Citrus Cel Animation Film Festival

by Jack Diablo
For it’s inaugural event, the Citrus Cel Animation Film Festival kicked things off with a bang. The Oscar-nominated animated film, The Secret of Kells was screened before a near-packed crowd at the 5 Points Theatre on April 9, 2010 followed by a collection of animated shorts and the classic Heavy Metal.
I arrived just in time for the address from Shane Douberly of Drips Black, the animation company who put the whole thing together. I found a seat among the good folks of AIGA Jacksonville, another group who was instrumental in the festival coming to fruition. As the lights dimmed and the intros began I could already tell I was going to enjoy this more than last year’s Jacksonville Film Festival.
Everything about Citrus Cel thus far had impressed me. From the promotional campaign to the impressive lineup, it was set to be a memorable event even before it began. Perhaps what was most impressive was how the whole thing was organized by a small but passionate and dedicated group of individuals and organizations working together to promote this particular form of expression.
Before the show I made a point to watch the Secret of Kells trailer and after doing so I was pretty stoked to see the whole thing. The animation style immediately reminded me of the sort of two-dimensional perspective of Genndy Tartakovsky, the creator of the Cartoon Network series Samurai Jack. All of the action took place in the foreground in front of beautiful Celtic art-inspired backdrops. The characters were all pretty cute for the most part but not in that classic Disney way.
The film begins with a wild goose chase (literally) as Brendan, the young protagonist, and several brothers of his uncle’s abbey attempt to catch a well, wild goose. Upon the success of their mission, Brendan plucks several feathers with which he explains to the goose will be used as quills in the abbey’s scriptorium. His uncle the abbot then enters and chastises the group for their foolish errand and demands they get back to work on building the abbey’s defensive wall.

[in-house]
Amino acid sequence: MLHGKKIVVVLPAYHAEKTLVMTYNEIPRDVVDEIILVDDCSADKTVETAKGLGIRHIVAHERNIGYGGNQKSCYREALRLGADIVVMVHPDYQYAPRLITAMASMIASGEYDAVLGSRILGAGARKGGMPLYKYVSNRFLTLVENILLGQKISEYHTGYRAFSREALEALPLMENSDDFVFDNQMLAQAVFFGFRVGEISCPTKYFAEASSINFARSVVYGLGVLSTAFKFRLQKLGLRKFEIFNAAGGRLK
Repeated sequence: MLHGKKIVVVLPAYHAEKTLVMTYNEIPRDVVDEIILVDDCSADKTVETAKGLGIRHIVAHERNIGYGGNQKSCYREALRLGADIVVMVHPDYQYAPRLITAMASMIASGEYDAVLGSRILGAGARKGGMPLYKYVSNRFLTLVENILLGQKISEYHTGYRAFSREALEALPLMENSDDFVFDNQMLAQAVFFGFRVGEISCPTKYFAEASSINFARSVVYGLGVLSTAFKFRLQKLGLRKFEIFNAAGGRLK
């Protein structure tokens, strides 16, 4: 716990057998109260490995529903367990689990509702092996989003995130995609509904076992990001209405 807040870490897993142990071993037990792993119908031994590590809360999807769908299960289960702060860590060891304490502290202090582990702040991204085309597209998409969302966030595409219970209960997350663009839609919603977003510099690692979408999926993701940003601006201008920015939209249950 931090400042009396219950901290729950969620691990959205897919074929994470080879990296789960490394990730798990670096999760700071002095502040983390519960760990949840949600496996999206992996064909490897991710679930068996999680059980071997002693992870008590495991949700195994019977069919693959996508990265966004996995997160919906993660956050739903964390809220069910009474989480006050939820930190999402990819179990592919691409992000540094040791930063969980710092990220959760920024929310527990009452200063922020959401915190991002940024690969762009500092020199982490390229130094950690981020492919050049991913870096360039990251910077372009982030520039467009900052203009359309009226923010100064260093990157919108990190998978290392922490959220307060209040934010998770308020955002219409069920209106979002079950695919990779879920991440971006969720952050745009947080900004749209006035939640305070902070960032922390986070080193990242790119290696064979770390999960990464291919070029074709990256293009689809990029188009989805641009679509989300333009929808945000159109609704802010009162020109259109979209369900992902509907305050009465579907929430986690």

It is here in the first few minutes of the film that the main conflict is presented. The importance of knowledge and the written word versus the need to defend. Brendan’s hardline uncle here represents the fear of pagan invasion from the Northmen (Vikings) and the need to fortify against their attacks. Soon after, an elder brother enters the abbey having been the only survivor of a Viking raid and bringing with him a legendary book of utmost power and importance. Brother Aidan acts as the antithesis to the strict abbot, a seemingly silly yet wise old man who knows through experience that no walls or defenses can prevent the inevitable invasion. His only concern being the completion of his work, a book that can turn darkness into light.